Although the majority of its citizens are in favour of same-sex marriage, homophobia is very much still alive and well in the United States of America. Typical reasons for being anti-gay are a lack of understanding, a homophobic upbringing or even on religious grounds.
And while that homophobia might manifest in epithets and social media posts, at its extremes it can be used as a reason for murder. In some states in the US, ‘gay panic’ can be used as a defence for murderers on trial for having killed a gay person (or someone believed to be gay) upon learning their sexuality or if the killer has been the subject of unwanted advances from the victim.
Many states agree that gay panic is not a valid reason – especially as it usually results in manslaughter charges being brought to the defendant rather than murder – and have since repealed it. In New Jersey however, although it is rarely used in law, the gay panic defence is still legal but now one New Jersey lawmaker is looking to ban it.
New Jersey, Assemblyman Tim Eustace (D-Bergen), who is also the Legislature’s second ever openly gay member, has introduced a bill to do away with the gay panic defence. His bill states that a murder cannot be classed as ‘reasonable’ if it has been committed upon “the discovery of, knowledge about, or potential disclosure of the homicide victim’s actual or perceived gender identity or expression,” which includes “circumstances in which the victim made an unwanted, non-forcible romantic or sexual advance toward the actor, or if the victim and actor dated or had a romantic or sexual relationship.”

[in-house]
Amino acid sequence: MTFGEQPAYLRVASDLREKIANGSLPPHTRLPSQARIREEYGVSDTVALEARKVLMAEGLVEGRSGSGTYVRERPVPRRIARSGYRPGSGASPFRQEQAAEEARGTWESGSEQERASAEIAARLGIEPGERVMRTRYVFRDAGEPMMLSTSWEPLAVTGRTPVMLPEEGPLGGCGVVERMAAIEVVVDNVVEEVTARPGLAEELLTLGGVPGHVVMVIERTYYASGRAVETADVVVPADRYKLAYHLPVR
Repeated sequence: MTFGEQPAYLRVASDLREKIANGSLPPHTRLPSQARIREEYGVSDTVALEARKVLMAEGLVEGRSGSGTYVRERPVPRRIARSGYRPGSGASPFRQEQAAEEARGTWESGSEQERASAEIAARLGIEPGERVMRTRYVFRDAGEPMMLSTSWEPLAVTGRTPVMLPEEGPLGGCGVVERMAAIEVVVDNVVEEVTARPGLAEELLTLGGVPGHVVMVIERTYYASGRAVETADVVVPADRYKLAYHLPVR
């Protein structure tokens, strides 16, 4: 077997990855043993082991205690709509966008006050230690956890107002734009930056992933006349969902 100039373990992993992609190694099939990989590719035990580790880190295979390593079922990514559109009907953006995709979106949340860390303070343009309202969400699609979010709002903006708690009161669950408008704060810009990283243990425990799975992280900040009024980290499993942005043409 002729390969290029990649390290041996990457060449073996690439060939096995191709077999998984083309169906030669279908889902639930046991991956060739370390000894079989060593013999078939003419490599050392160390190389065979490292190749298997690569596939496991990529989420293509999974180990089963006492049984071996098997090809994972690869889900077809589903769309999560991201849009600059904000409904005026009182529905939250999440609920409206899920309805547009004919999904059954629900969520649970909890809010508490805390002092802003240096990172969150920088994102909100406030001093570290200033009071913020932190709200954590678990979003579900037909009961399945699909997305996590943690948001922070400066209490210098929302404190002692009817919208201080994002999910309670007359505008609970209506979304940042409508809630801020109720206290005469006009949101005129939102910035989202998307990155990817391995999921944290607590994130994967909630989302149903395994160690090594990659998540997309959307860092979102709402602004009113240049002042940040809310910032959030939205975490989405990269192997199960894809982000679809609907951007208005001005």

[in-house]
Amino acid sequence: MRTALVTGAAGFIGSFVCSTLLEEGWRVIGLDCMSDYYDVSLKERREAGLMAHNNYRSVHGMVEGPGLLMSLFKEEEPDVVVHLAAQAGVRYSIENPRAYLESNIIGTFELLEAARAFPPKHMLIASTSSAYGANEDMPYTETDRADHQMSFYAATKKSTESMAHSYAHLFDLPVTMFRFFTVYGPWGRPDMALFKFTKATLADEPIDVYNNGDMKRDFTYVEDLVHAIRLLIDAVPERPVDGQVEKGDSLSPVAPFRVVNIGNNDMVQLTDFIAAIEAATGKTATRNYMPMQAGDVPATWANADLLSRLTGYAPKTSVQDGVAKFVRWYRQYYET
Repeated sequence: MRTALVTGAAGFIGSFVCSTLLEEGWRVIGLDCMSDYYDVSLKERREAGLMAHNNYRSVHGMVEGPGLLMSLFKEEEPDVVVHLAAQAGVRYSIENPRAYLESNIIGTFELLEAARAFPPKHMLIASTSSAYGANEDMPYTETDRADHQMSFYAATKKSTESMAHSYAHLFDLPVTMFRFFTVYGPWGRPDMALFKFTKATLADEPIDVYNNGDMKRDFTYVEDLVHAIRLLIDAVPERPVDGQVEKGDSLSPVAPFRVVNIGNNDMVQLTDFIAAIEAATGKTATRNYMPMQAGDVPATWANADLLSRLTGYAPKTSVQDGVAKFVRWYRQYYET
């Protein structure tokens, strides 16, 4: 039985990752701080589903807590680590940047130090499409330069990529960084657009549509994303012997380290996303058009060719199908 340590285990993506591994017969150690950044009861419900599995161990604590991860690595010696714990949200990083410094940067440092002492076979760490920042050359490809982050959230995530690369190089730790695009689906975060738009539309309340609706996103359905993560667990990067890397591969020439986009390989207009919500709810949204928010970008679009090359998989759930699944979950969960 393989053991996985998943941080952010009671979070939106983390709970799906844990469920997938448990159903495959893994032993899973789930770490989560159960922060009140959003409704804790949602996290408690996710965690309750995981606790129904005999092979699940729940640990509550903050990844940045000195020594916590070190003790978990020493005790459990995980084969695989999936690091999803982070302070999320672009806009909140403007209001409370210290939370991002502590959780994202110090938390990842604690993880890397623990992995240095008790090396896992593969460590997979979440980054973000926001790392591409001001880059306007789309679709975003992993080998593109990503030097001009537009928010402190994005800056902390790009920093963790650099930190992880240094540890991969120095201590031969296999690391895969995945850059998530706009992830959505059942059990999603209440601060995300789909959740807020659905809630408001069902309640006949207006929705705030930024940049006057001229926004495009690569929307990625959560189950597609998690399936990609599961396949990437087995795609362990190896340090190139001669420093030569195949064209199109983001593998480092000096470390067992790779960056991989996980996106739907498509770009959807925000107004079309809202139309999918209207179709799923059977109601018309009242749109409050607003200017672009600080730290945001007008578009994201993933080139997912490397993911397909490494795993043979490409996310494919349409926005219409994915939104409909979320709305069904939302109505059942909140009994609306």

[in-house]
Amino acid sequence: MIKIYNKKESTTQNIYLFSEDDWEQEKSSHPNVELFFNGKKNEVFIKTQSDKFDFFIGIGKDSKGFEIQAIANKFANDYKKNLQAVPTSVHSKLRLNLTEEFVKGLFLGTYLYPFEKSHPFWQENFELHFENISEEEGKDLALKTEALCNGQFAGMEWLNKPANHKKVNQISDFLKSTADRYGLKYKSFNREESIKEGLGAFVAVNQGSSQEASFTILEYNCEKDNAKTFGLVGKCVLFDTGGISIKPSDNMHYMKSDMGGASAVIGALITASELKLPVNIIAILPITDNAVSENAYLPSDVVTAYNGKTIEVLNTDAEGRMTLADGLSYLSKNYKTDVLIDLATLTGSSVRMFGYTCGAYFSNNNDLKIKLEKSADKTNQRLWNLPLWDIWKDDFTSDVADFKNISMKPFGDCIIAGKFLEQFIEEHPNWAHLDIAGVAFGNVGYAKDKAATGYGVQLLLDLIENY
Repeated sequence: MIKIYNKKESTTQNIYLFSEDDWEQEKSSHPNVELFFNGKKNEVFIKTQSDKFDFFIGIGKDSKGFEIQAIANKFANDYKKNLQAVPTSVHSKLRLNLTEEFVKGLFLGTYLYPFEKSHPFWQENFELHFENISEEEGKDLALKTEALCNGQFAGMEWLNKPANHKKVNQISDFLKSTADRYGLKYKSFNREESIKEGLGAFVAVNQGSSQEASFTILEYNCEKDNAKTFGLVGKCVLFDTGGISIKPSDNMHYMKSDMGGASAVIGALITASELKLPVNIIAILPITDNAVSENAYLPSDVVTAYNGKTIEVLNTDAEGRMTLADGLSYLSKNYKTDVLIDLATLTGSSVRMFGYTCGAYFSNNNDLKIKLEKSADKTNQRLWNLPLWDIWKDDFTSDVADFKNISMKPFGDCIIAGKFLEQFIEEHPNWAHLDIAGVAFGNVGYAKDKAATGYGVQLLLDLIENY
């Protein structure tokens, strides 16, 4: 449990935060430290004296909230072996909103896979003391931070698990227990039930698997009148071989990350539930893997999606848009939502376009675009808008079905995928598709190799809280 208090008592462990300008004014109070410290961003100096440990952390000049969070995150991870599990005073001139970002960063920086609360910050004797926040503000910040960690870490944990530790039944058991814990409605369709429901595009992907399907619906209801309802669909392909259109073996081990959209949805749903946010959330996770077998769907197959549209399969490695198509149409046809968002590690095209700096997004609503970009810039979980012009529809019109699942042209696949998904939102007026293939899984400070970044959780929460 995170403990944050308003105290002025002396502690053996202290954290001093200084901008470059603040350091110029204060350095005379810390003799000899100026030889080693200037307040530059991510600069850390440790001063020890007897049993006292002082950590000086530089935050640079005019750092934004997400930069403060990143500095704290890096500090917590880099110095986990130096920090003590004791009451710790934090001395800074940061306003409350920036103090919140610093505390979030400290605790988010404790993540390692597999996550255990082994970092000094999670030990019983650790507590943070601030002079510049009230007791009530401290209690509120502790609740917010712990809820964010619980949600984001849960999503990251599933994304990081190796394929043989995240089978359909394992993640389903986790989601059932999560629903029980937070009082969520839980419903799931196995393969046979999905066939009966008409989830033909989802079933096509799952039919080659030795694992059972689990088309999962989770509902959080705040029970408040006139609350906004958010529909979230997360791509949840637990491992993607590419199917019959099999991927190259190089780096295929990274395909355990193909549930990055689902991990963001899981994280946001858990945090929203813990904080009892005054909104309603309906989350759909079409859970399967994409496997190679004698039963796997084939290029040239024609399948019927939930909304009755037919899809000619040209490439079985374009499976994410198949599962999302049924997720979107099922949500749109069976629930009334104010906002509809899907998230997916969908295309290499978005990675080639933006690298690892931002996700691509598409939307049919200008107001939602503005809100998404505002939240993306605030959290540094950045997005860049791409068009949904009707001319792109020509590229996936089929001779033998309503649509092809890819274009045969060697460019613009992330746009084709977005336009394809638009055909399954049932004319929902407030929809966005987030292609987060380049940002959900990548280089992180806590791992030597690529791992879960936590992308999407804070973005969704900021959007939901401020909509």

Fairly comprehensive, the bill looks to close off all loopholes of the gay panic defence, including the fact that it is also used to dismiss murders against trans* people who do not always identify as gay.
Of the fact that the gay panic defence is rarely used (Equality California says that it has been used in at least 45 cases nationwide) Eustace says that “I want to make sure that we’re paying attention to things before they happen”. Better safe than sorry, effectively.
New Jersey gay rights activist Steven Goldstein has said that the bill “has merit” while it has also been supported by the National LGBT Bar Association and will hopefully have good chance at becoming a law. We’ll keep you posted once we know more.